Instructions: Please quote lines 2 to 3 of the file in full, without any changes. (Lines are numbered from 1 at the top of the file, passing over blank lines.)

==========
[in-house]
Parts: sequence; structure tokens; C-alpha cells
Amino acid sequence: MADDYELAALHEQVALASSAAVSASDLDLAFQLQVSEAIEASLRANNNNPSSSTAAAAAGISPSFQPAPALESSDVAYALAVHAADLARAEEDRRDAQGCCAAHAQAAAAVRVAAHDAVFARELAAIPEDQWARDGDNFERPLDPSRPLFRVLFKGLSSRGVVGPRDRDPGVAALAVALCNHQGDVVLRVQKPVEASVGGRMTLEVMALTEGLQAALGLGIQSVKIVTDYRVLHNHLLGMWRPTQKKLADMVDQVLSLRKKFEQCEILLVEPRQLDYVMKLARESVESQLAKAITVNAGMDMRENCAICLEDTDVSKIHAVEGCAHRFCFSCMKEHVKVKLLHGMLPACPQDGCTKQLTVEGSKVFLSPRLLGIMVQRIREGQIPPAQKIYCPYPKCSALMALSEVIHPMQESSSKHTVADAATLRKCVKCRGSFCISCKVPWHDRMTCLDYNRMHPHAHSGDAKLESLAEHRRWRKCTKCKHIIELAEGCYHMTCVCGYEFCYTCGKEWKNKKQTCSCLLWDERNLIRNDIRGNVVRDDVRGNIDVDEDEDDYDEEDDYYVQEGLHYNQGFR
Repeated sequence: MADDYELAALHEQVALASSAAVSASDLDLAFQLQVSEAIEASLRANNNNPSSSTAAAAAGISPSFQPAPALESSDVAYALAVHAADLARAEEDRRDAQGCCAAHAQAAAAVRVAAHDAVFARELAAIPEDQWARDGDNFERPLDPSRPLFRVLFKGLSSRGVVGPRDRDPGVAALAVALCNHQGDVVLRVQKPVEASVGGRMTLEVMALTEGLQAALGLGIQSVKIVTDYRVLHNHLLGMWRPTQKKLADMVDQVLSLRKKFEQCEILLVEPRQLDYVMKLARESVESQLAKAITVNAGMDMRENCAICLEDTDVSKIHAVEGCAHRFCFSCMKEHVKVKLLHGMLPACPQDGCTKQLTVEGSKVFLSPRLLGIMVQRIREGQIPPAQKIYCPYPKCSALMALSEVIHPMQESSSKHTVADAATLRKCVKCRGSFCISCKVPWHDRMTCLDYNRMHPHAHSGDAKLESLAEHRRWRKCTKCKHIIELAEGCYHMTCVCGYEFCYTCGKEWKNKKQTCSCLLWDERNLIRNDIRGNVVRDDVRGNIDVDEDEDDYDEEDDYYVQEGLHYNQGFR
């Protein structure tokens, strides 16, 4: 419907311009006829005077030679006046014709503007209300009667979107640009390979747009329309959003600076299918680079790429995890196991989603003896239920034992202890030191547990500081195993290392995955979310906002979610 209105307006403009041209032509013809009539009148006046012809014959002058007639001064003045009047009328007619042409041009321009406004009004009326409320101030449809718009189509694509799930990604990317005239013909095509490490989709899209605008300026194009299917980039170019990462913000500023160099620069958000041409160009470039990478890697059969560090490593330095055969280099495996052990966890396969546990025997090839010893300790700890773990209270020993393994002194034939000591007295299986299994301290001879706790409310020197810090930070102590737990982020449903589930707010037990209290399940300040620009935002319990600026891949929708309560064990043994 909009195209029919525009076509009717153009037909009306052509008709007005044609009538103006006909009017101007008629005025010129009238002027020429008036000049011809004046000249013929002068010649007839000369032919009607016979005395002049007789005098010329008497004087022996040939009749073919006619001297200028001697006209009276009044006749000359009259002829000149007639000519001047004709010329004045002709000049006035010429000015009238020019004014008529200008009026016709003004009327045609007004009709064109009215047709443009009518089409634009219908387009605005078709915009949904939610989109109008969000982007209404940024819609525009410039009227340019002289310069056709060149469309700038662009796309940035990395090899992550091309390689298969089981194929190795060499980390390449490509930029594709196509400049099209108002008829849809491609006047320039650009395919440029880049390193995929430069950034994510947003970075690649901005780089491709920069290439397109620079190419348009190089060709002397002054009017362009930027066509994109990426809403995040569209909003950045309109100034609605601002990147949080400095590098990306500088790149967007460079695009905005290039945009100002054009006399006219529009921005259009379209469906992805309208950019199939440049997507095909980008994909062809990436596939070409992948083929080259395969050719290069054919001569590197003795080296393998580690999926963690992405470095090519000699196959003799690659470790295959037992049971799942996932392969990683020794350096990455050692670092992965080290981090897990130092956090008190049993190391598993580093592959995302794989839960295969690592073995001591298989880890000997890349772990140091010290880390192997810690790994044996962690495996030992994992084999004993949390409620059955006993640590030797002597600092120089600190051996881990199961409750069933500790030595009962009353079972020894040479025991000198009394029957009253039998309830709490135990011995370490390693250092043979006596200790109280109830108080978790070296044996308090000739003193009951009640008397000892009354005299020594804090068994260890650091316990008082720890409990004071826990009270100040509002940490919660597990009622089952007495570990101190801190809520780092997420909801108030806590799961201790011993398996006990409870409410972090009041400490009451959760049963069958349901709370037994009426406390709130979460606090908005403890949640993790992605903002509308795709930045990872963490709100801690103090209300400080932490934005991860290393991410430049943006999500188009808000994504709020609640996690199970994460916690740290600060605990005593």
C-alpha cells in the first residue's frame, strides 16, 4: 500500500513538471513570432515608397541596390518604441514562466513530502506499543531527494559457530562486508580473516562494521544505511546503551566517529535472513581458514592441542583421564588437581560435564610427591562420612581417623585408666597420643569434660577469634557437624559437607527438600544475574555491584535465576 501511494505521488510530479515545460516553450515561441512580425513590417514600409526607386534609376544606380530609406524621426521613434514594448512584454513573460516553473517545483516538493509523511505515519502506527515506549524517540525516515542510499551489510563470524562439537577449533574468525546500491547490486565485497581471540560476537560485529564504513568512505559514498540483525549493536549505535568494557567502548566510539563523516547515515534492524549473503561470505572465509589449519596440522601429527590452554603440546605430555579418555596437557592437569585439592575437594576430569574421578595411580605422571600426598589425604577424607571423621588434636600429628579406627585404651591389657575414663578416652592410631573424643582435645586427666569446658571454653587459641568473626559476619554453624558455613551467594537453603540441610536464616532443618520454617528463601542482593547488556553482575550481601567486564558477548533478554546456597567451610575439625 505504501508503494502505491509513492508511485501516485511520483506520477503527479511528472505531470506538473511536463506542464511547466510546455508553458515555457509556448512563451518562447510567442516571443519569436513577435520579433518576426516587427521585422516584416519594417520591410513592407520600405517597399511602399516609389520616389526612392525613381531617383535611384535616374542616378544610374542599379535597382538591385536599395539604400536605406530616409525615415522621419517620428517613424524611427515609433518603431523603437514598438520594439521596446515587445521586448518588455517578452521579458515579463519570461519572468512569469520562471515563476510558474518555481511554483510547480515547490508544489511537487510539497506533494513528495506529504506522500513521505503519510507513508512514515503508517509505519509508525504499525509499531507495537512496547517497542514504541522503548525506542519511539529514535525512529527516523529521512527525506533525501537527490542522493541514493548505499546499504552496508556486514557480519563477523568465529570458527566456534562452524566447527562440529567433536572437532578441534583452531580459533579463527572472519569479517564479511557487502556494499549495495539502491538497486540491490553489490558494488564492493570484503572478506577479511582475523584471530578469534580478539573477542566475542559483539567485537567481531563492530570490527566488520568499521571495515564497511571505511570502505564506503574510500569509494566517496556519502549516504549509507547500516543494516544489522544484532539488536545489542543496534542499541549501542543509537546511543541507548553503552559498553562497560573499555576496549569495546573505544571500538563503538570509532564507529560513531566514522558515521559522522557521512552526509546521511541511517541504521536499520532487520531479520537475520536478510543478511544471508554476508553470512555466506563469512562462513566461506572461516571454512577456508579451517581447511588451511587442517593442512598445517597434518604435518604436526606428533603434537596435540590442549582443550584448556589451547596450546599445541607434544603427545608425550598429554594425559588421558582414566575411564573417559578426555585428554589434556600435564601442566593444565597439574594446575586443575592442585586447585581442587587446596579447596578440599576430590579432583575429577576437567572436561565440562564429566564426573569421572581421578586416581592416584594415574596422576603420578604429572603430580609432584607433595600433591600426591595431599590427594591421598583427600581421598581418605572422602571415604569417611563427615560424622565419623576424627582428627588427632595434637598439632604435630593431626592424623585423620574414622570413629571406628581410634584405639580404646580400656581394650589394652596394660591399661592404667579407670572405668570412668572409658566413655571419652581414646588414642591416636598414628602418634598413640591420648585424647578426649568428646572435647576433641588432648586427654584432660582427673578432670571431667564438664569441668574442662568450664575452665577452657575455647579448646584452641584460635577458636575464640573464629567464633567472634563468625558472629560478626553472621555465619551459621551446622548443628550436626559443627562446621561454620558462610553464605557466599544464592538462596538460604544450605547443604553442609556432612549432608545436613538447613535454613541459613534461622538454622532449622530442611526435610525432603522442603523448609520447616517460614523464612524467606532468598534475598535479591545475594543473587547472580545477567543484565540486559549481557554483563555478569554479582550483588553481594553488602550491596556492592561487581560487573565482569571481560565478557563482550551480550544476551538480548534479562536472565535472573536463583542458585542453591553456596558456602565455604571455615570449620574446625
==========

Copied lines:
Parts: sequence; structure tokens; C-alpha cells
Amino acid sequence: MADDYELAALHEQVALASSAAVSASDLDLAFQLQVSEAIEASLRANNNNPSSSTAAAAAGISPSFQPAPALESSDVAYALAVHAADLARAEEDRRDAQGCCAAHAQAAAAVRVAAHDAVFARELAAIPEDQWARDGDNFERPLDPSRPLFRVLFKGLSSRGVVGPRDRDPGVAALAVALCNHQGDVVLRVQKPVEASVGGRMTLEVMALTEGLQAALGLGIQSVKIVTDYRVLHNHLLGMWRPTQKKLADMVDQVLSLRKKFEQCEILLVEPRQLDYVMKLARESVESQLAKAITVNAGMDMRENCAICLEDTDVSKIHAVEGCAHRFCFSCMKEHVKVKLLHGMLPACPQDGCTKQLTVEGSKVFLSPRLLGIMVQRIREGQIPPAQKIYCPYPKCSALMALSEVIHPMQESSSKHTVADAATLRKCVKCRGSFCISCKVPWHDRMTCLDYNRMHPHAHSGDAKLESLAEHRRWRKCTKCKHIIELAEGCYHMTCVCGYEFCYTCGKEWKNKKQTCSCLLWDERNLIRNDIRGNVVRDDVRGNIDVDEDEDDYDEEDDYYVQEGLHYNQGFR